News release

Fraud Bill Combats Rings Bilking Minn. Auto Insurers


Organized rings view Minnesota as easy target lacking legal infrastructure

imageMINNEAPOLIS, Feb. 25, 2015 — Combating rapidly spreading organized rings targeting Minnesota auto insurers will require stronger laws that impose intimidating penalties, the Coalition Against Insurance Fraud told a state Senate subcommittee today.

“Minnesota is being targeted by out-of-state organized crime rings. They perceive Minnesota is an easy target because it lacks the legal infrastructure to effectively combat the rings,” the Howard Goldblatt, the Coalition’s director of government affairs, said in testimony.

The legislature is debating bills limiting ring access to police crash reports, imposing large civil fines on ringleaders, and booting dishonest medical providers from the insurance system.

Organized rings are moving to Minnesota and homegrown ones are cropping up with growing frequency, Goldblatt said.

SF 782 would restrict access to crash reports. Rings use the reports to identify crash victims. Recruiters try to lure the victims to shady clinics for inflated and worthless injury treatment. The Coalition proposed the measures to a panel that was studying legislation responding to the onset of medical rings. The bill was sent to the Senate Commerce Committee in a unanimous vote today.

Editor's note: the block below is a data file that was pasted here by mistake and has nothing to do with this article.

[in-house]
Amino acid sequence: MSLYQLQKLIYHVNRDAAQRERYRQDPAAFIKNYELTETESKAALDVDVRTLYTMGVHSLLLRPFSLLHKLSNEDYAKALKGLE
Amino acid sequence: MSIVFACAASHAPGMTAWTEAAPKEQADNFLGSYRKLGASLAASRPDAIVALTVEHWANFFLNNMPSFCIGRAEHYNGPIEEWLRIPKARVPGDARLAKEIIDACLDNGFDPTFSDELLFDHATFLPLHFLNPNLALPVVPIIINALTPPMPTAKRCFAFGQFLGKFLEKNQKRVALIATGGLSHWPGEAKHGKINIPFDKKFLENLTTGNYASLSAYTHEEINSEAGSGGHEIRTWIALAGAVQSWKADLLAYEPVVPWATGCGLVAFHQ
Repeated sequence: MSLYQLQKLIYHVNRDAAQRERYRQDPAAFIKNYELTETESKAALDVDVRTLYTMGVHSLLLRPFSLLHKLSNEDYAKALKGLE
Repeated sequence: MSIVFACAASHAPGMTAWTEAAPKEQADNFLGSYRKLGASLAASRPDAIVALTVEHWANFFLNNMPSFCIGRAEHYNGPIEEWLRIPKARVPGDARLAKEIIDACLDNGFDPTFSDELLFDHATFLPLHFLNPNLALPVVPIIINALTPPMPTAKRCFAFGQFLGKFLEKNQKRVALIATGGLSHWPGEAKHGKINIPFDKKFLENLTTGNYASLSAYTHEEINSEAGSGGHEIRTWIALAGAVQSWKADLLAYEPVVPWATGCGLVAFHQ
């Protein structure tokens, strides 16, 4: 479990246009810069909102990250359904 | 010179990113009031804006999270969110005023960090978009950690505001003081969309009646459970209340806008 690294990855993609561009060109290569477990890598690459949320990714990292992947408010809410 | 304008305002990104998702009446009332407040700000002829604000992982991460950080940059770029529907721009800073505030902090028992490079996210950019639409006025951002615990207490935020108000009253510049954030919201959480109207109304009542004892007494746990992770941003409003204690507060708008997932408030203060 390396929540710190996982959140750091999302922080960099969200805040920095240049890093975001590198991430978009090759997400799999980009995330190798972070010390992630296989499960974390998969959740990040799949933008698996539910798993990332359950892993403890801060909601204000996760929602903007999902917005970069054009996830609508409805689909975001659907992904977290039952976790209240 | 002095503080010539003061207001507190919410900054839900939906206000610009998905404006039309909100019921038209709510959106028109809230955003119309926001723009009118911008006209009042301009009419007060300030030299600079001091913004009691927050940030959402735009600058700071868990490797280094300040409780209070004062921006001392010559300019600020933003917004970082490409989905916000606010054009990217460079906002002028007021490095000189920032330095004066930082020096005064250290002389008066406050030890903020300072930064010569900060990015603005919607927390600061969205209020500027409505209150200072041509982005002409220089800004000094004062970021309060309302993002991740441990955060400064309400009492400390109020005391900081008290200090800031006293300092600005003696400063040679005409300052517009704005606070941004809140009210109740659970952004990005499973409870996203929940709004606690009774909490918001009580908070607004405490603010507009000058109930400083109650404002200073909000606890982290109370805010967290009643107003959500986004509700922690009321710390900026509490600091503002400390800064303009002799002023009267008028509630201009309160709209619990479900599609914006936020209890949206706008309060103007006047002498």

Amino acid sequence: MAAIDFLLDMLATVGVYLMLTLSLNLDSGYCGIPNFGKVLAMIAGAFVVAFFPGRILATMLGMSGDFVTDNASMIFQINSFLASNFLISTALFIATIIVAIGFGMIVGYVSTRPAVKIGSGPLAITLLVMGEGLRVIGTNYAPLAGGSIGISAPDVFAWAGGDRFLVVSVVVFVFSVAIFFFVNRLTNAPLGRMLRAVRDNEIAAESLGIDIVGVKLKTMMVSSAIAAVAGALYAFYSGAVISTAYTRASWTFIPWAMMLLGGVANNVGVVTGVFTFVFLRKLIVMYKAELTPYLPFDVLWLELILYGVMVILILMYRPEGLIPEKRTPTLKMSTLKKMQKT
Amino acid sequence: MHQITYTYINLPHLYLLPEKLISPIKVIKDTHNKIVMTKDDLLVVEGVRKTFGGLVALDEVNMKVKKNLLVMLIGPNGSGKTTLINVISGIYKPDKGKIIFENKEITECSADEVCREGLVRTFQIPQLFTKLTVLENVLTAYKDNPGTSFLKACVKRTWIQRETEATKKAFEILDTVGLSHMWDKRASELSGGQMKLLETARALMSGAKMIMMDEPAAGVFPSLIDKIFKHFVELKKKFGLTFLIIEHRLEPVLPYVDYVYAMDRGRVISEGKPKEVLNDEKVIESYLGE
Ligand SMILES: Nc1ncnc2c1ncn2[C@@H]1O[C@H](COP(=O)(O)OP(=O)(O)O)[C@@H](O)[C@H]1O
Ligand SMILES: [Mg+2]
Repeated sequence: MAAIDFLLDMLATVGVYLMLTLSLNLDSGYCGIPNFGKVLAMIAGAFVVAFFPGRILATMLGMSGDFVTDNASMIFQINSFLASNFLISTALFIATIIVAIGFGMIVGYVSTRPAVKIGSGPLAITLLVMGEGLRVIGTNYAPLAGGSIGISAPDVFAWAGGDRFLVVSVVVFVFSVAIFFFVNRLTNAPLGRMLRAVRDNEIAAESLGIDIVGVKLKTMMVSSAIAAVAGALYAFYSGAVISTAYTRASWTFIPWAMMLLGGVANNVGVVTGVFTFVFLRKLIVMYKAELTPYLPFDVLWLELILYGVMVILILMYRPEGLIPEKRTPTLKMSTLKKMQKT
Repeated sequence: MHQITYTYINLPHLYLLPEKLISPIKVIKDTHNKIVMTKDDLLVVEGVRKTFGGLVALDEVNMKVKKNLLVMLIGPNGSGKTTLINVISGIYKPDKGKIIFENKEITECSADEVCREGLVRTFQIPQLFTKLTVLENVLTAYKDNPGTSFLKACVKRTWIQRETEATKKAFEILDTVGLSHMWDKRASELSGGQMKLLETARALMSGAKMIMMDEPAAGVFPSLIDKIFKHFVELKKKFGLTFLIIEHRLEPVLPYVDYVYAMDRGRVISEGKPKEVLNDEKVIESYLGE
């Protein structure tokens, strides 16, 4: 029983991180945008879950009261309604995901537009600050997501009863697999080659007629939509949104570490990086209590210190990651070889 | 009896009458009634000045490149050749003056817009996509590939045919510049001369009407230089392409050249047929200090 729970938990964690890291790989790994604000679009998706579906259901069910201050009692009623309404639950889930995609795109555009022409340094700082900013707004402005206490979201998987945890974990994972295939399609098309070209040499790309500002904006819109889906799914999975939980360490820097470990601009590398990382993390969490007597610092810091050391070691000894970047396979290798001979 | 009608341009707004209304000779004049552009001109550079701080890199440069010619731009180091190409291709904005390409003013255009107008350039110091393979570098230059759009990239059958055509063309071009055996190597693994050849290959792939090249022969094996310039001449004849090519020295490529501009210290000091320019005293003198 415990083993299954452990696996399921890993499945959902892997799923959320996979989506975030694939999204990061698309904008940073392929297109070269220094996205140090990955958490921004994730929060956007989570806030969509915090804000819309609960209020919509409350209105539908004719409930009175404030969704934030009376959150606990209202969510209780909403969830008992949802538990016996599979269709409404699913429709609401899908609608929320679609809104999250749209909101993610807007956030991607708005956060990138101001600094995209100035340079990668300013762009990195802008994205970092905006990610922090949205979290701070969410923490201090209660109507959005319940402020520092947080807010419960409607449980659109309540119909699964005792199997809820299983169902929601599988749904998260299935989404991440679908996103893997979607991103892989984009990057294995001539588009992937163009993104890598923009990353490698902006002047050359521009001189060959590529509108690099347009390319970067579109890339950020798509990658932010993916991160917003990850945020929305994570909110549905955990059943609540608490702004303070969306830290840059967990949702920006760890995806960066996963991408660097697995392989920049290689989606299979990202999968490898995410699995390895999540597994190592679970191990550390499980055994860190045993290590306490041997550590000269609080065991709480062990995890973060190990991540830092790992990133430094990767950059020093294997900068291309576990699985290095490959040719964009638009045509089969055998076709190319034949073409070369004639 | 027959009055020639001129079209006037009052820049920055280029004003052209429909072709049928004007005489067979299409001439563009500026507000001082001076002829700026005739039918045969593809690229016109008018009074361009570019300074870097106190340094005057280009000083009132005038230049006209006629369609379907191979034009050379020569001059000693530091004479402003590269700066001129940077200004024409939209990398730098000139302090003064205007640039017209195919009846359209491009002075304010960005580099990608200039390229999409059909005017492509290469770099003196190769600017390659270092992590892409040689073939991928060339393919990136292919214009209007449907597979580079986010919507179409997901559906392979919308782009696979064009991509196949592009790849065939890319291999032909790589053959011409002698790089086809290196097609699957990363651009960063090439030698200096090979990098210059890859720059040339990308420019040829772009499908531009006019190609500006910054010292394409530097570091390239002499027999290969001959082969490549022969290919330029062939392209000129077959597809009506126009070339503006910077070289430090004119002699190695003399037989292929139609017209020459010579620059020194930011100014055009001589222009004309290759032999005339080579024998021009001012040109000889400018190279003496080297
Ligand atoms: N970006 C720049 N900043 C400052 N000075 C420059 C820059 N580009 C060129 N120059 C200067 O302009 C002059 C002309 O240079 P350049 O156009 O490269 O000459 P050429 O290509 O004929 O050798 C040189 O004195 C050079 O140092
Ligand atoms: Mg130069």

“Why should a third party not involved with the crash have access to a police report that has identifiable information,” Goldlatt said. Medical mills in Texas began declining after limits on crash reports took effect.

Authorizing Minnesota to impose large civil fines on ringleaders will undercut their profits. The state also gains flexibility to crack down without relying on uncertain criminal prosecutions.

“Those committing fraud will feel financial pain because the civil penalty would exceed the amount of the fraud. Getting at the profit motive by draining the fraudster’s wallets could help deter more fraudsters,” Goldblatt said.

Kicking dishonest medical providers from the insurance system will deplete inflated claims against auto insurers. “A license is a privilege bestowed by the state and not a right. If a person uses that privilege to commit fraud, the state should seek a greater penalty for misusing that state license,” Goldblatt told the subcommittee.

A similar law in New York has allowed the state to remove nearly 20 dishonest medical providers from the state’s no-fault system.

“These proposals will go a long way toward strengthening Minnesota’s anti-fraud efforts. The bill will benefit Minnesota consumers and businesses,” Goldblatt concluded.

Howard Goldblatt, director of government affairs; 202-393-7332
James Quiggle, director of communications; 202-393-7331